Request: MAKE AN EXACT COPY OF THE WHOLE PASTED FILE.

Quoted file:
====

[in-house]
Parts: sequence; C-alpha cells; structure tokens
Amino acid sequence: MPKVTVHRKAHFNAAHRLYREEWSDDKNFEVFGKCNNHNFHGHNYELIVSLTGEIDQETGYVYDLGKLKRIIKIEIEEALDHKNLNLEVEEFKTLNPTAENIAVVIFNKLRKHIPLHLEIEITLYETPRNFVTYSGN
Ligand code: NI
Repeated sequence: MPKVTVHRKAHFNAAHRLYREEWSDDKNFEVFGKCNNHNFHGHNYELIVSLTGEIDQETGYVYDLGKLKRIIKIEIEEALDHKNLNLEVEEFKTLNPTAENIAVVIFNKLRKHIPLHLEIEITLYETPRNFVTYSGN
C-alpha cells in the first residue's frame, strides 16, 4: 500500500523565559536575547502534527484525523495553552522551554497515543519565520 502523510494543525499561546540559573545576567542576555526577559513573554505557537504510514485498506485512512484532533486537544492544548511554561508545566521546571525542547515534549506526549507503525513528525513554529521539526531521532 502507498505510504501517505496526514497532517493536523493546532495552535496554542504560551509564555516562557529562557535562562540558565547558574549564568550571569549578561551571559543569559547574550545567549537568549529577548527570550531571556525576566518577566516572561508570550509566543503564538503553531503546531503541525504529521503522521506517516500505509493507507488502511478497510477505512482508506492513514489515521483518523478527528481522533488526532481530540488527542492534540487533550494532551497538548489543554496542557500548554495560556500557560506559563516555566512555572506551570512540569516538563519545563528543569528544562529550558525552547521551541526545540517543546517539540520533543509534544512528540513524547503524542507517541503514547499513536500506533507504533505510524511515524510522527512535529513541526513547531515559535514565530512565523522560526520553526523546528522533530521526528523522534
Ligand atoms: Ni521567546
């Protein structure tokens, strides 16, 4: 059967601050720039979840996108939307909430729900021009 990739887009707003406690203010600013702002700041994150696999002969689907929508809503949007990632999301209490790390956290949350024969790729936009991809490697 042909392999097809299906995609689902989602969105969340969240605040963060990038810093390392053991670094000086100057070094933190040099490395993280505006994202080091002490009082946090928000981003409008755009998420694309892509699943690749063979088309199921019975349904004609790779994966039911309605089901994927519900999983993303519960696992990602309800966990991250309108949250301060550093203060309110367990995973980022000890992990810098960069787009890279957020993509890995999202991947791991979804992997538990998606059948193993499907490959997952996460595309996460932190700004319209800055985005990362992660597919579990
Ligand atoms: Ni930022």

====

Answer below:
[in-house]
Parts: sequence; C-alpha cells; structure tokens
Amino acid sequence: MPKVTVHRKAHFNAAHRLYREEWSDDKNFEVFGKCNNHNFHGHNYELIVSLTGEIDQETGYVYDLGKLKRIIKIEIEEALDHKNLNLEVEEFKTLNPTAENIAVVIFNKLRKHIPLHLEIEITLYETPRNFVTYSGN
Ligand code: NI
Repeated sequence: MPKVTVHRKAHFNAAHRLYREEWSDDKNFEVFGKCNNHNFHGHNYELIVSLTGEIDQETGYVYDLGKLKRIIKIEIEEALDHKNLNLEVEEFKTLNPTAENIAVVIFNKLRKHIPLHLEIEITLYETPRNFVTYSGN
C-alpha cells in the first residue's frame, strides 16, 4: 500500500523565559536575547502534527484525523495553552522551554497515543519565520 502523510494543525499561546540559573545576567542576555526577559513573554505557537504510514485498506485512512484532533486537544492544548511554561508545566521546571525542547515534549506526549507503525513528525513554529521539526531521532 502507498505510504501517505496526514497532517493536523493546532495552535496554542504560551509564555516562557529562557535562562540558565547558574549564568550571569549578561551571559543569559547574550545567549537568549529577548527570550531571556525576566518577566516572561508570550509566543503564538503553531503546531503541525504529521503522521506517516500505509493507507488502511478497510477505512482508506492513514489515521483518523478527528481522533488526532481530540488527542492534540487533550494532551497538548489543554496542557500548554495560556500557560506559563516555566512555572506551570512540569516538563519545563528543569528544562529550558525552547521551541526545540517543546517539540520533543509534544512528540513524547503524542507517541503514547499513536500506533507504533505510524511515524510522527512535529513541526513547531515559535514565530512565523522560526520553526523546528522533530521526528523522534
Ligand atoms: Ni521567546
């Protein structure tokens, strides 16, 4: 059967601050720039979840996108939307909430729900021009 990739887009707003406690203010600013702002700041994150696999002969689907929508809503949007990632999301209490790390956290949350024969790729936009991809490697 042909392999097809299906995609689902989602969105969340969240605040963060990038810093390392053991670094000086100057070094933190040099490395993280505006994202080091002490009082946090928000981003409008755009998420694309892509699943690749063979088309199921019975349904004609790779994966039911309605089901994927519900999983993303519960696992990602309800966990991250309108949250301060550093203060309110367990995973980022000890992990810098960069787009890279957020993509890995999202991947791991979804992997538990998606059948193993499907490959997952996460595309996460932190700004319209800055985005990362992660597919579990
Ligand atoms: Ni930022």